Emanuel Rumpf wrote:
> Are you actually suggesting me to read the manuals of all the programs
Some folk learn things that way. Your mileage may vary!
> An application that doesn't attend to the GUI may create
An application that has a slick, polished GUI full of 'eye candy' always
makes me wonder that they put all their effort into the GUI, and the
internals are all messed up. Like those common US high school kids'
cars, with a new fancy paint job and custom muffler covering an engine
that runs like crap when it runs at all.
You need a balance. And the smaller the development team, the less is
available to achieve that balance. So I'd rather have the team put its
effort into making the engine run well rather than putting a custom
paint job on it.
My opinion about software architecture: every app should be written in
two parts. The first is the back end that does all the real work, and
comes complete with a documented API usable from as many other languages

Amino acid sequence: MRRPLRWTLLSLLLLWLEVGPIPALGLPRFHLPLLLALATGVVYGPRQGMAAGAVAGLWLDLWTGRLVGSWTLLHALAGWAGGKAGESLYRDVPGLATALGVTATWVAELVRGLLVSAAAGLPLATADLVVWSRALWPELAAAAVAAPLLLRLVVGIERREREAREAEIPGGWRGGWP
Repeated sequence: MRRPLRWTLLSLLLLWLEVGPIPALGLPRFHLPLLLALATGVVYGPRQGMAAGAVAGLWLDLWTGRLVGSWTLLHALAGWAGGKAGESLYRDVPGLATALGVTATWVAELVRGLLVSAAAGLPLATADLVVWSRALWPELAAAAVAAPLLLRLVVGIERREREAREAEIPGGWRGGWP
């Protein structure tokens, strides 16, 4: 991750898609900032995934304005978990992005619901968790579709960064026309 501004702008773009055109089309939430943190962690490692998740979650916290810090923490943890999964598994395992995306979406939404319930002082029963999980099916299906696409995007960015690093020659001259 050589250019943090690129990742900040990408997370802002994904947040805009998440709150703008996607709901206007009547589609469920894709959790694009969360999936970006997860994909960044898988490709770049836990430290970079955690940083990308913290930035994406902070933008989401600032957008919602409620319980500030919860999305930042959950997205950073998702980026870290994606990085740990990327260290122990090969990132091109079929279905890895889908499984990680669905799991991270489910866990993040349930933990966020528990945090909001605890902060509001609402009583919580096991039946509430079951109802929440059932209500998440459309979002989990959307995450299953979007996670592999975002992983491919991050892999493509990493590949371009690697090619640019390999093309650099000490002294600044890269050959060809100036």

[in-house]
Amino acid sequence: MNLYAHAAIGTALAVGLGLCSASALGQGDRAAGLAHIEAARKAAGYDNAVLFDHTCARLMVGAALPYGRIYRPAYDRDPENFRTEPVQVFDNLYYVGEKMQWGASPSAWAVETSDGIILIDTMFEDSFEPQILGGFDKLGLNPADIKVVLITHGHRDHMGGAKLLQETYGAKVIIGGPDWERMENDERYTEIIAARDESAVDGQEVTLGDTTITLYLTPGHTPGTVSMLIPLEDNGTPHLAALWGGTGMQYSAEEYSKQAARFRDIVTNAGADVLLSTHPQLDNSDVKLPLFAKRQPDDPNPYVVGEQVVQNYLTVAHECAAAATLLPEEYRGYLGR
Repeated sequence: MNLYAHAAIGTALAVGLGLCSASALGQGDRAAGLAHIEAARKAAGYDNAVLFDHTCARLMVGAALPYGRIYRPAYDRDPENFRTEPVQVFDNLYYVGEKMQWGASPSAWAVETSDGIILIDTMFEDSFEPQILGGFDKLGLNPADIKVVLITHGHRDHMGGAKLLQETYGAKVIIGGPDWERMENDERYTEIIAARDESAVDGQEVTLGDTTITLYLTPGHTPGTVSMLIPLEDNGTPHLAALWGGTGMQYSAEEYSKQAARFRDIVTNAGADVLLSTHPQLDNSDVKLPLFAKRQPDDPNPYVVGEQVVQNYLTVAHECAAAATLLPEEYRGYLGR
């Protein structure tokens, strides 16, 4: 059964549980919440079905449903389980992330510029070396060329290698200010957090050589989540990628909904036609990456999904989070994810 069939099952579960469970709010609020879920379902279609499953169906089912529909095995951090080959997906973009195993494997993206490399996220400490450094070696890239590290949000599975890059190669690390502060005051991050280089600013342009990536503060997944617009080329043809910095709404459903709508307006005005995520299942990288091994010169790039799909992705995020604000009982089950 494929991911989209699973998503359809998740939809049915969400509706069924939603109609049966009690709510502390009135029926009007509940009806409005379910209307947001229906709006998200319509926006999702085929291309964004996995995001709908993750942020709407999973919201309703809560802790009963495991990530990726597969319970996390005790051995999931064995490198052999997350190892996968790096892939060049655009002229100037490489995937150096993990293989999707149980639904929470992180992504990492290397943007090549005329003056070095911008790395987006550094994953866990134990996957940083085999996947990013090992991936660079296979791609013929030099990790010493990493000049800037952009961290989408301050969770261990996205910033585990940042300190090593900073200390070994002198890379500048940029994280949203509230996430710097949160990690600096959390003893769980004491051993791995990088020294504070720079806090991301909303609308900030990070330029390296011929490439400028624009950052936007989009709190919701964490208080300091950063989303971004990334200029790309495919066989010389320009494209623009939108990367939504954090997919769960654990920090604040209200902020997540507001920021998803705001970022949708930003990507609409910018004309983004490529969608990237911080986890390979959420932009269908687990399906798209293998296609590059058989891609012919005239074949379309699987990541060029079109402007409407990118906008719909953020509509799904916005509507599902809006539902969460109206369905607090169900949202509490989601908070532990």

even have a web UI for the app.) The second is the front end, the UI. If
the two parts are properly separated, you can have as many different UIs
for the application as there are people who care to program a UI for it.
So you can have a complex advanced UI for the experienced user with
great domain knowledge, you can have a simple "Beginniners" UI (such as
a 'Wizard" style UI) for the casual for first time user, you can have a
text UI for blind or visually-challenged users, etc. You can even have
the back end run on a completely different machine such as a server, and
have the UI running on a client workstation; quite useful for such
situations as a smartphone UI client that can tap the hardware of the
backend for the heavy lifting.
SuperCollider works like that. Seems like good futureproofing to me,
without locking things into a particular language for the UI.
authenticity, honesty, community
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